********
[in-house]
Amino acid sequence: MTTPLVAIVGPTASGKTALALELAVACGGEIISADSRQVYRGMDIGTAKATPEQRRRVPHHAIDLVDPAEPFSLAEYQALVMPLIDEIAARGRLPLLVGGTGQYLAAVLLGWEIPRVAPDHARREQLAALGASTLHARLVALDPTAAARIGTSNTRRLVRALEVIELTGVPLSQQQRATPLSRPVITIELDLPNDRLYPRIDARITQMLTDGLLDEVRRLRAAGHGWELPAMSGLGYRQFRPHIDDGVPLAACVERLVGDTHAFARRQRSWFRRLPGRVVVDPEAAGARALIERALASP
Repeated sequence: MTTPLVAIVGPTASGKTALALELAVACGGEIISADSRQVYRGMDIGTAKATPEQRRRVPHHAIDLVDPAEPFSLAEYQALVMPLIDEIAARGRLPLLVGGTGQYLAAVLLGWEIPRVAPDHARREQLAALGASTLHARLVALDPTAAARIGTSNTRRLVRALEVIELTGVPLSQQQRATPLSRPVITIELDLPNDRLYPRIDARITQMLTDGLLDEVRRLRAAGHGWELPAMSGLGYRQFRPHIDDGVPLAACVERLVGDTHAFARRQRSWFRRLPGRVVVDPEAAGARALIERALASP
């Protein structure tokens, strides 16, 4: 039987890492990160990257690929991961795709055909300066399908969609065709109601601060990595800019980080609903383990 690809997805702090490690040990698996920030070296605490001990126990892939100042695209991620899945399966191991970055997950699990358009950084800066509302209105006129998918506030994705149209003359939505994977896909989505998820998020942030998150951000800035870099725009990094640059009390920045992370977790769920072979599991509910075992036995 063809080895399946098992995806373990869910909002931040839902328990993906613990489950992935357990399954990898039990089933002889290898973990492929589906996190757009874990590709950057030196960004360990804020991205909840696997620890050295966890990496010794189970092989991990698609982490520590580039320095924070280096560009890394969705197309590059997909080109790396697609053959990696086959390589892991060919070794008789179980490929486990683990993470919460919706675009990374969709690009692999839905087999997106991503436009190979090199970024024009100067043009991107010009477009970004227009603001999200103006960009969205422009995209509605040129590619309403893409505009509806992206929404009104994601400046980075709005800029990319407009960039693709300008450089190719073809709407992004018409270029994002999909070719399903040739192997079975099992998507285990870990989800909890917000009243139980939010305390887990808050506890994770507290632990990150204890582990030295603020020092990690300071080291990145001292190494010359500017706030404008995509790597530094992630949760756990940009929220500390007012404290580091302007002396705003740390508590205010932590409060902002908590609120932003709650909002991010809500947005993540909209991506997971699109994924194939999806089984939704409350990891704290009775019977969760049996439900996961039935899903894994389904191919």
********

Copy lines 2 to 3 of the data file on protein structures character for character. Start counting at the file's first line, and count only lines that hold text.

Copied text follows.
Amino acid sequence: MTTPLVAIVGPTASGKTALALELAVACGGEIISADSRQVYRGMDIGTAKATPEQRRRVPHHAIDLVDPAEPFSLAEYQALVMPLIDEIAARGRLPLLVGGTGQYLAAVLLGWEIPRVAPDHARREQLAALGASTLHARLVALDPTAAARIGTSNTRRLVRALEVIELTGVPLSQQQRATPLSRPVITIELDLPNDRLYPRIDARITQMLTDGLLDEVRRLRAAGHGWELPAMSGLGYRQFRPHIDDGVPLAACVERLVGDTHAFARRQRSWFRRLPGRVVVDPEAAGARALIERALASP
Repeated sequence: MTTPLVAIVGPTASGKTALALELAVACGGEIISADSRQVYRGMDIGTAKATPEQRRRVPHHAIDLVDPAEPFSLAEYQALVMPLIDEIAARGRLPLLVGGTGQYLAAVLLGWEIPRVAPDHARREQLAALGASTLHARLVALDPTAAARIGTSNTRRLVRALEVIELTGVPLSQQQRATPLSRPVITIELDLPNDRLYPRIDARITQMLTDGLLDEVRRLRAAGHGWELPAMSGLGYRQFRPHIDDGVPLAACVERLVGDTHAFARRQRSWFRRLPGRVVVDPEAAGARALIERALASP